Content warning: Article mentions the topics of suicide, substance abuse.
Going through a challenging and life-altering event such as a global pandemic can lead to countless overwhelming feelings, whether it be anxiety or fear, frustration or anger, exhaustion or even despair.
In a report joint published last week by Well Being Trust and the Robert Graham Center, it was stated that, "Alongside the thousands of deaths from COVID-19, the growing epidemic of "deaths of despair" is increasing due to the pandemic."
The two foundations made an estimation that highlighted as many as 75,000 more people dying from habitual misuse of alcohol or drugs and suicide, making the collective impact more devastating than originally anticipated.
The report indicated that the three factors contributing to this supposed fate include: "unprecedented economic failure paired with massive unemployment, mandated social isolation for months and possible residual isolation for years, and uncertainty caused by the sudden emergence of a novel, previously unknown microbe."
Michigan Department of Health and Human Services (MDHHS) Public Information Officer Bob Wheaton stated that on their peer warm line they have received 2,116 calls between April 13 and May 1, as well as 516 just for this week.
He categorized 80% of these calls as Level 1, meaning the caller is seeking support; 19% as Level 2, meaning the caller is seeking specific resources; and only 1% as Level 3, meaning the caller is in extreme crisis involving suicidal thoughts and tendencies or substance issues.
The peer 'warm line' can be reached at 888-733-7753 and is open from 10 a.m. to 2 a.m.
MDHHS also has a specific hotline for someone in crisis that is open 24/7 — just text the word "RESTORE" to 741741 — as well as both a hotline and an email inbox more so regarding COVID-19 concerns. Both have also seen heavy bouts of contact.
According to an online, probability-based Gallup Panel survey conducted in early April, it was found that, as social distancing guidelines persist and business and schools remain shut down, Americans think their mental health will suffer before their physical or even financial health.
Majorities said they can continue following any government protocol for as long as necessary before their physical health (68%) or financial health (54%) face hardship. However, only 48% said their mental health will hold out as long. In fact, as foreseen, more Americans said they are already facing mental health (15%) hardship as opposed to physical (6%) or financial (9%) hardship.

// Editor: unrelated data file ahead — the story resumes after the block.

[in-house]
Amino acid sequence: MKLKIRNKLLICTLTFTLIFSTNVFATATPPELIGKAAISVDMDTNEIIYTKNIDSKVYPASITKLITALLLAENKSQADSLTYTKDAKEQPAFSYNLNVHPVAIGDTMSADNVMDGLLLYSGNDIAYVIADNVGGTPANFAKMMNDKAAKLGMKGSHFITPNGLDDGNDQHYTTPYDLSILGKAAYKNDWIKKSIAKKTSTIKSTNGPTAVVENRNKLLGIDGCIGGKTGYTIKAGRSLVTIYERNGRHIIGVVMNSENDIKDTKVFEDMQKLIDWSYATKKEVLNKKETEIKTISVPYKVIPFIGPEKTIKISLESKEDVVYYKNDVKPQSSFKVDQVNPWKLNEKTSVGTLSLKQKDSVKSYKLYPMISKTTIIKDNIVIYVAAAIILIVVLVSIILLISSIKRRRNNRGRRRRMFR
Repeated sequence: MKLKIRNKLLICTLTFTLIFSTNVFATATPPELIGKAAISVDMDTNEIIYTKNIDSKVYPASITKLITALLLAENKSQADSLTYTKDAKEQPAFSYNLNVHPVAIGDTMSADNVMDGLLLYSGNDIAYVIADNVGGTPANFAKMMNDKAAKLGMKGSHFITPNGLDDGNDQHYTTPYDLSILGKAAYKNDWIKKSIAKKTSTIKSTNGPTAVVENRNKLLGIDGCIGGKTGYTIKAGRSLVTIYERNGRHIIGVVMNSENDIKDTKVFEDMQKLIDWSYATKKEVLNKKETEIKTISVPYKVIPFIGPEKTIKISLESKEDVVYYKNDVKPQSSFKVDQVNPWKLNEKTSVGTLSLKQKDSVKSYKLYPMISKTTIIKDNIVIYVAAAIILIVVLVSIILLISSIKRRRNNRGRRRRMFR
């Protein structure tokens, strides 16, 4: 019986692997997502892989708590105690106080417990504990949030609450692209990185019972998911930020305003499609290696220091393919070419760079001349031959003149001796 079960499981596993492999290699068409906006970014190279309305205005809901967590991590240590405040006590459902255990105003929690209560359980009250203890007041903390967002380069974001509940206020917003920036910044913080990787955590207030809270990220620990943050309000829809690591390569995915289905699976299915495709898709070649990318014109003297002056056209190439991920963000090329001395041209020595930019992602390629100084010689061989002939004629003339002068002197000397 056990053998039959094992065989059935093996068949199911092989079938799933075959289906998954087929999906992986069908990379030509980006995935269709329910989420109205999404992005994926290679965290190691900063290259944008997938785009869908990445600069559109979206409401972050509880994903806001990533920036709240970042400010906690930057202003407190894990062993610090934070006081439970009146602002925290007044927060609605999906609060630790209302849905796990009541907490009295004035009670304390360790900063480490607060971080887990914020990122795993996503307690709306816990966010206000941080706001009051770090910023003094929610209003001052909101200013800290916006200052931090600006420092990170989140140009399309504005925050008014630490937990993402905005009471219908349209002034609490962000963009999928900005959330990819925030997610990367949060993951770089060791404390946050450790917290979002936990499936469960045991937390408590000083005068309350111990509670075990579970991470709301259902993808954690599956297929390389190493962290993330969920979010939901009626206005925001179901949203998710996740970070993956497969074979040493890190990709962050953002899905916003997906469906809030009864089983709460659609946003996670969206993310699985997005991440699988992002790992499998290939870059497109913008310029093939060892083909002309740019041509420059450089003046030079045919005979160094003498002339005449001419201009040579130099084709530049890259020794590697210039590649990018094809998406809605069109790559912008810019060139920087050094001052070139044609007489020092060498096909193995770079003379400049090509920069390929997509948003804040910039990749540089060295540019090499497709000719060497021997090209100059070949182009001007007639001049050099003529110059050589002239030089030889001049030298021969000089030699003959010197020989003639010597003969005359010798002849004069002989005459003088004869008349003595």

"Undeniably, policymakers must place a large focus on mitigating the effects of COVID," Benjamin Miller, chief strategy officer of Well Being Trust, said. "However, if the country continues to ignore the collateral damage — specifically our nation's mental health — we will not come out of this stronger."
Fortunately, there are resources and avenues to lessen the risks of another health-related crisis.
Mental health experts are working now to keep the spirits of the public lifted while they endure living under the pressure of a government mandated 6-foot bubble.
"Our mental health is critically important because, like many aspects of our health, it pretty much influences all of our experiences," Mark Patishnock, director of Counseling and Psychiatric Services, or CAPS, at Michigan State University said. "If we don't tend to it, take care of it and prioritize it, it tends to impair or debilitate the things we're trying to accomplish."
Patishnock recommends coping with mental health by maintaining three physical health habits: diet, exercise and sleep.
"If you show me somebody who has a nutritious diet, somebody who is exercising routinely and someone who has a regular sleep schedule and has good sleep hygiene is generally somebody with better mental health than they otherwise would have without those three things," Patishnock said.
Patishnock said to stay aware of your emotions, get a sense of what exactly it is you may be going through and respond to it accordingly.
"Our bodies constantly tell us when we have needs. We know when we're thirsty; we know when we get tired," Patishnock said. "Our body also communicates to us through a mental health perspective as well. Figuring out what we're doing that might make us feel (a certain way) might be really helpful."
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People need to tending to their mental health now more than ever. According to an NPR article by Yuki Noguchi, "Experience with past natural disasters, such as earthquakes and hurricanes, shows that a rise in suicide often happens in the months after the immediate physical dangers of the disaster have passed."
According to Noguchi, the lasting effects of trauma, in the case of this pandemic with its geographic and psychological reach, could be far more sweeping than events such as Hurricane Katrina and the Great Recession.
CAPS has seen consistent student usage since the end of the 2019-20 school year, which in some ways may surprise people, Patishnock said.
Similarly, the Community Mental Health Authority of Clinton, Eaton and Ingham counties, or CEICMH, has also seen a consistent number of people utilizing their communication line.
CEICMH prevention and wellness specialist Dr. Noelle Goffnett said their agency has created a community-based support phone line at 517-237-7100 for anyone who lives within the three county boundaries they overlook. It's open every Monday through Friday from 8:30 a.m. to 4:30 p.m.
Most, if not all, mental health experts recommend staying in contact with at least one other person during this time, whether it be through phone, video or text.
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